In yet another attempt to launch the idea of Star Trek style reading on the world, Sony has released the Portable Reading System, an electronic book reader sporting a new screen technology and capable of holding 80 books. It is a small device about the size of an average paperback, about half an inch thick, weighing nine ounces, and having a six inch screen. The release of this ebook reader is the first in several years, after makers the new technology found that it wasn’t catching on as planned. Although the Sony PRS-500 sports a new screen technology designed to mimic paper, its prospects sound doubtful at best.
The Portable Reading System’s claim to fame is its E Ink® technology, a mechanical system working in a similar manner to the flipping schedule display boards at train stations. Rather than using a liquid crystal display screen, as cell phones, laptops, and previous ebooks do, the E Ink® system uses tiny beads, black on one side and white on the other, to display text. The beads are rotated by an electric charge, displaying text with a feel that is allegedly similar to paper. With this system, a page can be displayed indefinitely without using battery power. The only operation that drains the battery is turning pages, which the PRS-500 can do 7,500 times on a charge.
Sony’s website claims that the reader can hold about 80 titles in its 64 megabytes of internal memory, convenient to be sure, but prompting the question of where these titles will come from. Sony suggests that users buy books from the CONNECT eBookstore™, at a price not much lower than the price of physical books. Short of doing that, one could load free public domain books onto the reader, using, for example, the project Gutenberg online library, taking advantage of the reader’s compatibility with a number of formats. However, as has been the case in the past, readers would quickly come up against a lack of reading material.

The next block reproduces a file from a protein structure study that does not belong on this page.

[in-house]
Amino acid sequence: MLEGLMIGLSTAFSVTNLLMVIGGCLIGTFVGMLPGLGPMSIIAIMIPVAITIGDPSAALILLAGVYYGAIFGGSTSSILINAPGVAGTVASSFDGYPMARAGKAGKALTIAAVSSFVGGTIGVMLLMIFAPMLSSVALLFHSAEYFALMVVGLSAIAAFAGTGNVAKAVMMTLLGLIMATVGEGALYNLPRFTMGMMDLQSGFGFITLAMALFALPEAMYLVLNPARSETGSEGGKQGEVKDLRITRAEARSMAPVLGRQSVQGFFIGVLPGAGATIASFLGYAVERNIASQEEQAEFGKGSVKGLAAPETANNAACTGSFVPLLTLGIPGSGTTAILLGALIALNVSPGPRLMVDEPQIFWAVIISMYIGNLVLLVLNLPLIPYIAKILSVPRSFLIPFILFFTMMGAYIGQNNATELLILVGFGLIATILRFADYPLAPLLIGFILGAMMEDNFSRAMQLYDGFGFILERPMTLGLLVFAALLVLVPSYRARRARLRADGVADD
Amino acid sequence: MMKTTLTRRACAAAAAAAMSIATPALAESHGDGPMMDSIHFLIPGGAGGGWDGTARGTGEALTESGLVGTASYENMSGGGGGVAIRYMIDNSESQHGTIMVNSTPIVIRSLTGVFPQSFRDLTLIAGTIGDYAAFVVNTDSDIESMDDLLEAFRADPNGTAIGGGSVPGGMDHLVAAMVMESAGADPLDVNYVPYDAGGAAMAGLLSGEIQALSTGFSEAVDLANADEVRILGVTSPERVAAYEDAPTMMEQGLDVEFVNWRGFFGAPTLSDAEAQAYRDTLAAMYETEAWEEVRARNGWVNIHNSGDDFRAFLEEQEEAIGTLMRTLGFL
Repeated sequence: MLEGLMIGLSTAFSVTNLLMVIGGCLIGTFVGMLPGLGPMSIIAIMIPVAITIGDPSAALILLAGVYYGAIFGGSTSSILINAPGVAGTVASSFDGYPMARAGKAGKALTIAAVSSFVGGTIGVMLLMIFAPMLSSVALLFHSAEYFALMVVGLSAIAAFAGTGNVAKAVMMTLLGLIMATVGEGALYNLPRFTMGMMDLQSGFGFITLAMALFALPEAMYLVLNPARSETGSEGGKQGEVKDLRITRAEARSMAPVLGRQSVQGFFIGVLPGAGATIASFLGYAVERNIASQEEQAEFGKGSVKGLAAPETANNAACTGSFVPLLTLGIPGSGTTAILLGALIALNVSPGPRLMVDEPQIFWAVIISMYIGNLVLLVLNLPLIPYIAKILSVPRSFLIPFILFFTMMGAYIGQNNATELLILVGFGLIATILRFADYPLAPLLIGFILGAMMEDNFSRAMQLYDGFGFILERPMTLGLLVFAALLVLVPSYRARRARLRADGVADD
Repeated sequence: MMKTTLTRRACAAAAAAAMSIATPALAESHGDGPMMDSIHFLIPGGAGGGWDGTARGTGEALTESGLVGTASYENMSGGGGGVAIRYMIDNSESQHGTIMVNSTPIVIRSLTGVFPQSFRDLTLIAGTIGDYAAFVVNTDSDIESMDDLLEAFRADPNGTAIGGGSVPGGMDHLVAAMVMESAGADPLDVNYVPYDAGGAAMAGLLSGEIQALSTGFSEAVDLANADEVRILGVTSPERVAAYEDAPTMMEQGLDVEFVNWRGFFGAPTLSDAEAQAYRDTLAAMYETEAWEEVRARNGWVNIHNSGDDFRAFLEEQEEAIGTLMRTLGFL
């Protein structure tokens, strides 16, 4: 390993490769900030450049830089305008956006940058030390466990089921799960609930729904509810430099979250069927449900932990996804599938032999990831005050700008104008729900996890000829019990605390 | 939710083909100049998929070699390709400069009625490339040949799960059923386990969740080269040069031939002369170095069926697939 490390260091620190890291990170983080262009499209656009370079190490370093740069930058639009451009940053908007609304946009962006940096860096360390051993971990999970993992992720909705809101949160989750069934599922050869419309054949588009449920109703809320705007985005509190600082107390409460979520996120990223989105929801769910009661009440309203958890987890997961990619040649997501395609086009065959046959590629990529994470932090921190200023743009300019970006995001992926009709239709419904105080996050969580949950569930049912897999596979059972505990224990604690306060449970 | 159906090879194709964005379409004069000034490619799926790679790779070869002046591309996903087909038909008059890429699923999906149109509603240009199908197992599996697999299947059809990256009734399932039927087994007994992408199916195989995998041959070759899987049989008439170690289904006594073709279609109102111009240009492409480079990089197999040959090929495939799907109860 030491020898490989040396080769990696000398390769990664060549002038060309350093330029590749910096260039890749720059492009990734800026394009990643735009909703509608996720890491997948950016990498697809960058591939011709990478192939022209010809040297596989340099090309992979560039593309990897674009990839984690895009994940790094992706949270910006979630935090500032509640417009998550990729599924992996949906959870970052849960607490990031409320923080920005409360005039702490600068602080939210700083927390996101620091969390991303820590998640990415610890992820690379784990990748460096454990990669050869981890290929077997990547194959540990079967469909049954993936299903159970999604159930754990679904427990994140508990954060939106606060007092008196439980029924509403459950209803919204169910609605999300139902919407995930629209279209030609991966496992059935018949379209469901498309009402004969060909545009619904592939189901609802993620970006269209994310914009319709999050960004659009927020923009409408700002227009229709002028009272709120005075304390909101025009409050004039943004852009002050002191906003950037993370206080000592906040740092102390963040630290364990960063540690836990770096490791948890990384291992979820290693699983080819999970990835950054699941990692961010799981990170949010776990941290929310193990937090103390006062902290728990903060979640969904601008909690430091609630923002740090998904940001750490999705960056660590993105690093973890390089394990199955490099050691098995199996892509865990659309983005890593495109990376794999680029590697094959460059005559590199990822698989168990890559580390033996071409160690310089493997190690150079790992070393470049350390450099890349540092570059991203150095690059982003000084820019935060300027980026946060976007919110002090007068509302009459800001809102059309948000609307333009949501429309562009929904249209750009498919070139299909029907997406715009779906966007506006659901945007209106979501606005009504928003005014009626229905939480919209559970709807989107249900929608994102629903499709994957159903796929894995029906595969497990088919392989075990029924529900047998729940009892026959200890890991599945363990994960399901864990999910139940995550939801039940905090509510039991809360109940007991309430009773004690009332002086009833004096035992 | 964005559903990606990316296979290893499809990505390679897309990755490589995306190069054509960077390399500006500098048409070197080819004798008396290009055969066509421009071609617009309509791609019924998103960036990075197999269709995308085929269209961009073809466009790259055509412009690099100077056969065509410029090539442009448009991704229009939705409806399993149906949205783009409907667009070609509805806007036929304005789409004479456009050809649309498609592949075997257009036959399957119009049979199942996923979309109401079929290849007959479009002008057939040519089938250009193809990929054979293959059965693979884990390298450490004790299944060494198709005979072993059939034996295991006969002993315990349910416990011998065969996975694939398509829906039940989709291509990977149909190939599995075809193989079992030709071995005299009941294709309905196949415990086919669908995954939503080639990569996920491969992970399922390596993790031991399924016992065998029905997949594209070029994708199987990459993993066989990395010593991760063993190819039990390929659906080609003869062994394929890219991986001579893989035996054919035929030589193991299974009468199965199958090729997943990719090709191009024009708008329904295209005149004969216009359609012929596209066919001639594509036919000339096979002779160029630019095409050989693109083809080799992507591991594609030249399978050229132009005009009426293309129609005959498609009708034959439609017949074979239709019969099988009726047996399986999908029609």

It is not that the technology to digitalize text does not exist. Google has recently built a gigantic searchable library of books from numerous academic libraries, using machines that can turn books’ pages, take pictures of them, and convert the resulting images into text. However, copyright issues have not been resolved, and the bulk of this text is unavailable to the would-be ebook owner.
As has been the case with other ebook readers before it, the PRS-500 may be doomed not to catch on. Several years ago, another company, NuvoMedia’s Ebook Gemstar launched a line of somewhat more primitive ebooks, hoping to start a new trend of space-age reading. It did not. Perhaps because of the lack of reading material, and perhaps because people just prefer the feel of an old fashioned book in their hands, Sony’s Personal Reading System is likely not to catch on.